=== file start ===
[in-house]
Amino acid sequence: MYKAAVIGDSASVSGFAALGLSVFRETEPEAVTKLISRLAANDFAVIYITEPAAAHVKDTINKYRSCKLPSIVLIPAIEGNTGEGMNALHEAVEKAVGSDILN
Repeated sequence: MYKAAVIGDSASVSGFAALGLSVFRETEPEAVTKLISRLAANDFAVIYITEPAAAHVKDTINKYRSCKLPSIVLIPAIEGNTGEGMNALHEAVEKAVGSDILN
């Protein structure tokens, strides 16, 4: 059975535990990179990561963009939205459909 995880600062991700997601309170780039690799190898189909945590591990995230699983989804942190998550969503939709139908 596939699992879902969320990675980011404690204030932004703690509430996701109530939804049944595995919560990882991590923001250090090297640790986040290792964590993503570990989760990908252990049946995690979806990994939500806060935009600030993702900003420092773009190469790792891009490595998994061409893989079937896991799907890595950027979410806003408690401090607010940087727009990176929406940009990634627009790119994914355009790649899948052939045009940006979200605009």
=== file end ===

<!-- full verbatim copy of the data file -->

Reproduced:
[in-house]
Amino acid sequence: MYKAAVIGDSASVSGFAALGLSVFRETEPEAVTKLISRLAANDFAVIYITEPAAAHVKDTINKYRSCKLPSIVLIPAIEGNTGEGMNALHEAVEKAVGSDILN
Repeated sequence: MYKAAVIGDSASVSGFAALGLSVFRETEPEAVTKLISRLAANDFAVIYITEPAAAHVKDTINKYRSCKLPSIVLIPAIEGNTGEGMNALHEAVEKAVGSDILN
């Protein structure tokens, strides 16, 4: 059975535990990179990561963009939205459909 995880600062991700997601309170780039690799190898189909945590591990995230699983989804942190998550969503939709139908 596939699992879902969320990675980011404690204030932004703690509430996701109530939804049944595995919560990882991590923001250090090297640790986040290792964590993503570990989760990908252990049946995690979806990994939500806060935009600030993702900003420092773009190469790792891009490595998994061409893989079937896991799907890595950027979410806003408690401090607010940087727009990176929406940009990634627009790119994914355009790649899948052939045009940006979200605009």